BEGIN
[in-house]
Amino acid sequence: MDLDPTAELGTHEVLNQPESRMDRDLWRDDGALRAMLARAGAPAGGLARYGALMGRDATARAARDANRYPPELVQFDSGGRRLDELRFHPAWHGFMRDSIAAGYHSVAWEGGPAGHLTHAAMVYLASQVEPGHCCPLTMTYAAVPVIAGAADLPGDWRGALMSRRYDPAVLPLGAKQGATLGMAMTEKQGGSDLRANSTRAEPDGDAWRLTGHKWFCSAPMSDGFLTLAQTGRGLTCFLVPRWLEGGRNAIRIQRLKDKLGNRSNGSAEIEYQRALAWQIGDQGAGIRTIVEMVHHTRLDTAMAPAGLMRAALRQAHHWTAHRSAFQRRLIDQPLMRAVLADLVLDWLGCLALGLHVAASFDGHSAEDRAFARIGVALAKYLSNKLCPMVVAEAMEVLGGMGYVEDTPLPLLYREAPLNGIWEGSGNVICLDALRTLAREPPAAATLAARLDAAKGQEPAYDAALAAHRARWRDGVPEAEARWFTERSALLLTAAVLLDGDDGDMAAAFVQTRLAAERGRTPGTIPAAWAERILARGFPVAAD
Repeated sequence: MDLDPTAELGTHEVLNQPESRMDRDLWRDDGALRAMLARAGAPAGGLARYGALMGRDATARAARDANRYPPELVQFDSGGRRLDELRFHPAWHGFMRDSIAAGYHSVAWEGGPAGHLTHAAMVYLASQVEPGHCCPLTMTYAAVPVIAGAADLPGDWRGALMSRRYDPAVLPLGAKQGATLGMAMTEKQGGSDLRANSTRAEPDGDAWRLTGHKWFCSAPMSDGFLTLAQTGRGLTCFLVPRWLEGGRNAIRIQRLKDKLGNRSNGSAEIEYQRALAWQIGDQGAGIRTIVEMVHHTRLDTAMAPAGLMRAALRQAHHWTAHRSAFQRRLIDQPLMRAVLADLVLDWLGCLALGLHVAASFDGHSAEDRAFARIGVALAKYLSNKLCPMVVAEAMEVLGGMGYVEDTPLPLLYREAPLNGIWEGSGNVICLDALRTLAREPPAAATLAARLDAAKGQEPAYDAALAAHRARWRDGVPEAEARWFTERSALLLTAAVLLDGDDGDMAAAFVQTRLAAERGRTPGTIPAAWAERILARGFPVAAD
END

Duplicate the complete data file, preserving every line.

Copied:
[in-house]
Amino acid sequence: MDLDPTAELGTHEVLNQPESRMDRDLWRDDGALRAMLARAGAPAGGLARYGALMGRDATARAARDANRYPPELVQFDSGGRRLDELRFHPAWHGFMRDSIAAGYHSVAWEGGPAGHLTHAAMVYLASQVEPGHCCPLTMTYAAVPVIAGAADLPGDWRGALMSRRYDPAVLPLGAKQGATLGMAMTEKQGGSDLRANSTRAEPDGDAWRLTGHKWFCSAPMSDGFLTLAQTGRGLTCFLVPRWLEGGRNAIRIQRLKDKLGNRSNGSAEIEYQRALAWQIGDQGAGIRTIVEMVHHTRLDTAMAPAGLMRAALRQAHHWTAHRSAFQRRLIDQPLMRAVLADLVLDWLGCLALGLHVAASFDGHSAEDRAFARIGVALAKYLSNKLCPMVVAEAMEVLGGMGYVEDTPLPLLYREAPLNGIWEGSGNVICLDALRTLAREPPAAATLAARLDAAKGQEPAYDAALAAHRARWRDGVPEAEARWFTERSALLLTAAVLLDGDDGDMAAAFVQTRLAAERGRTPGTIPAAWAERILARGFPVAAD
Repeated sequence: MDLDPTAELGTHEVLNQPESRMDRDLWRDDGALRAMLARAGAPAGGLARYGALMGRDATARAARDANRYPPELVQFDSGGRRLDELRFHPAWHGFMRDSIAAGYHSVAWEGGPAGHLTHAAMVYLASQVEPGHCCPLTMTYAAVPVIAGAADLPGDWRGALMSRRYDPAVLPLGAKQGATLGMAMTEKQGGSDLRANSTRAEPDGDAWRLTGHKWFCSAPMSDGFLTLAQTGRGLTCFLVPRWLEGGRNAIRIQRLKDKLGNRSNGSAEIEYQRALAWQIGDQGAGIRTIVEMVHHTRLDTAMAPAGLMRAALRQAHHWTAHRSAFQRRLIDQPLMRAVLADLVLDWLGCLALGLHVAASFDGHSAEDRAFARIGVALAKYLSNKLCPMVVAEAMEVLGGMGYVEDTPLPLLYREAPLNGIWEGSGNVICLDALRTLAREPPAAATLAARLDAAKGQEPAYDAALAAHRARWRDGVPEAEARWFTERSALLLTAAVLLDGDDGDMAAAFVQTRLAAERGRTPGTIPAAWAERILARGFPVAAD